A noteworthy feature called Optic ID enables the Vision Pro to recognize the user’s iris, unlock the device, and authenticate passwords and purchases. Like the iPhone and Mac, all data is stored on a dedicated Secure Enclave processor.
VisionOS, a new platform for Spatial Applications
Here we look at the trifecta of constructs that define the architecture: Windows, Volumes, and Spaces.
Windows on visionOS can be visualized as spatially orchestrated rectangles encapsulating content. In a given space, users can interact with multiple windows from distinct apps or numerous windows spawned by a single application.
Volumes represent interactive 3D objects or environments that are not fully immersive, for example, a 3D mapping system or a mini-game.
On the other end of the spectrum, Spaces are fully immersive environments confined to a single app, and they can house multiple Windows and Volumes from your application. A Shared Space is a collective environment housing multiple apps with limited user control, while Full Spaces are completely immersive, singular app experiences with different immersion levels — mixed, progressive, and full.
The Vision Pro hardware introduces a sophisticated spatial audio system, providing auditory feedback corresponding to the physical environment’s size and material composition. This necessitates the thoughtful design of UI sounds and audio cues to provide the best immersive experience.
Developers will operate within the familiar Apple dev ecosystem regarding cross-platform development for Vision Pro, iPad, and iOS. Tools like XCode and SwiftUI will form the crux of the development process. However, for developers intending to create a fully immersive VR experience compatible with other headsets like Meta’s Quest or PlayStation VR, the Unity engine becomes essential.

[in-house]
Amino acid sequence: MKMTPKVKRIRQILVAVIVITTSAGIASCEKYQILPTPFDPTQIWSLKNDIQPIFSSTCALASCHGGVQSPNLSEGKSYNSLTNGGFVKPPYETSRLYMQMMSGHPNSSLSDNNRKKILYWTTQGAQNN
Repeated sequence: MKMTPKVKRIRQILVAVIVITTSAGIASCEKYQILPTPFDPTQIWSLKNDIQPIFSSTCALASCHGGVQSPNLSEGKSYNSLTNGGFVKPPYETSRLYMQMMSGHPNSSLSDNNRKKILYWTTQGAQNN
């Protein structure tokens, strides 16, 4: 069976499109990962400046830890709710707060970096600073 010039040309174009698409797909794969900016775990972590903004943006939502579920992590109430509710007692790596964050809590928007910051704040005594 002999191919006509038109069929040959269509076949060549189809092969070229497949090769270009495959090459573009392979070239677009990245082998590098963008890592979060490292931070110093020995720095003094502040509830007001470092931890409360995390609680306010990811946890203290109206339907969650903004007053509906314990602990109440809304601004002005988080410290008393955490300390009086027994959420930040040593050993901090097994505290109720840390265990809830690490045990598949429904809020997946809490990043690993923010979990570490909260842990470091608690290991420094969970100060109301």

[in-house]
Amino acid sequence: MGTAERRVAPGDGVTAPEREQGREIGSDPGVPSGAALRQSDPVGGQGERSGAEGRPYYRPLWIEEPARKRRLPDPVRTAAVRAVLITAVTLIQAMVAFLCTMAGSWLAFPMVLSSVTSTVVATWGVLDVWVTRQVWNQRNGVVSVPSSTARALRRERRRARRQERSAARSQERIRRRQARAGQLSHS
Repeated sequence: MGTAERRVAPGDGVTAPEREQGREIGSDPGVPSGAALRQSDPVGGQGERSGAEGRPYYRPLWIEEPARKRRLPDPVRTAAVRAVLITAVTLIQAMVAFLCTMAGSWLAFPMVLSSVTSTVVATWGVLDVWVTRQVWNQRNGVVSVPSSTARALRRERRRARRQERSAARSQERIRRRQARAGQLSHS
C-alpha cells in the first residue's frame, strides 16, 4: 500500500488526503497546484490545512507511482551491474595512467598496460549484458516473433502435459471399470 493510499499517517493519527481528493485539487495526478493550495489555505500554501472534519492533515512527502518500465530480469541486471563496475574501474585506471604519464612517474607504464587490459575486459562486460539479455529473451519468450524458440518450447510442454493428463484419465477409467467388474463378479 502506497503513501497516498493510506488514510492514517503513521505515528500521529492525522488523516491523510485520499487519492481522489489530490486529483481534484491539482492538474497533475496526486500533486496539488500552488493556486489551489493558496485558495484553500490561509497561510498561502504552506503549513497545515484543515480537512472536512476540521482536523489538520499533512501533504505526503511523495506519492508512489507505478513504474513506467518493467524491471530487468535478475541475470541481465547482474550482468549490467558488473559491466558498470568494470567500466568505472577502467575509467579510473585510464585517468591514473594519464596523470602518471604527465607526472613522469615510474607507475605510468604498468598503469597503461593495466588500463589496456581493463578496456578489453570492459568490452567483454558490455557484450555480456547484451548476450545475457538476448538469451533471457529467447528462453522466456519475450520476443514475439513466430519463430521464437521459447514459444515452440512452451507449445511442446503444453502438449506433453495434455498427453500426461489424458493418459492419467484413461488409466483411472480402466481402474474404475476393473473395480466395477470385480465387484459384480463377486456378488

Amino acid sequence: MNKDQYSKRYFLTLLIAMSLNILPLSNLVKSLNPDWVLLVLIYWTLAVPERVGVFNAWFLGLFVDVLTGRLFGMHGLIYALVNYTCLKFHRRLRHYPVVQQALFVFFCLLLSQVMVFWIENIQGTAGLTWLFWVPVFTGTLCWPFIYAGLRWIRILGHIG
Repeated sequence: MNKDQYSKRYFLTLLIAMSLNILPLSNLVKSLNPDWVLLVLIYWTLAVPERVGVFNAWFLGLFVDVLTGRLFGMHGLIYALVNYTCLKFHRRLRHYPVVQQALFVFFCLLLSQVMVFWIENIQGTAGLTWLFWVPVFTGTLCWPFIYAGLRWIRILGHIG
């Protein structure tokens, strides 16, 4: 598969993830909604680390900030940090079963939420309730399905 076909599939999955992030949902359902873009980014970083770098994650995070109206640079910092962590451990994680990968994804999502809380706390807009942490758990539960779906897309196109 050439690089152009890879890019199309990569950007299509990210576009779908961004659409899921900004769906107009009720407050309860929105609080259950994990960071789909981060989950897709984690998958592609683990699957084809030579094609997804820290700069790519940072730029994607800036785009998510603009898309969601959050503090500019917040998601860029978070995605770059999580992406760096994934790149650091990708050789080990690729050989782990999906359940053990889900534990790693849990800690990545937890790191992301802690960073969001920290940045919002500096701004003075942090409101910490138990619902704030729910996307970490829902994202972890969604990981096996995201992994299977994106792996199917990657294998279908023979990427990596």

SwiftUI forms the basis for your app's UI and content creation in the Apple ecosystem. RealityKit, Apple’s proprietary 3D rendering engine, renders materials, 3D objects, and light simulations for realistic graphics. ARKit, another tool Apple provides, aids in advanced scene understanding, enabling virtual interactions with real-world objects.
Migrating existing iOS apps to visionOS generally results in the app working as a Window in the Shared Space without modifications. Using the Ornament API can enhance the spatial experience by creating floating islands of UI around your app. However, apps heavily reliant on ARKit features may require significant modifications due to the numerous upgrades made to ARKit.
If Unity is your tool of choice, it allows the construction of Bounded Volumes for the Shared Space, besides crafting immersive content and VR-like apps that provide you with greater control over rendering but may lack the support for AR Kit’s advanced scene understanding capabilities like plane detection. Unity’s PolySpatial tool is required to convert materials, shaders, and other features to be compatible with RealityKit’s rendering constraints.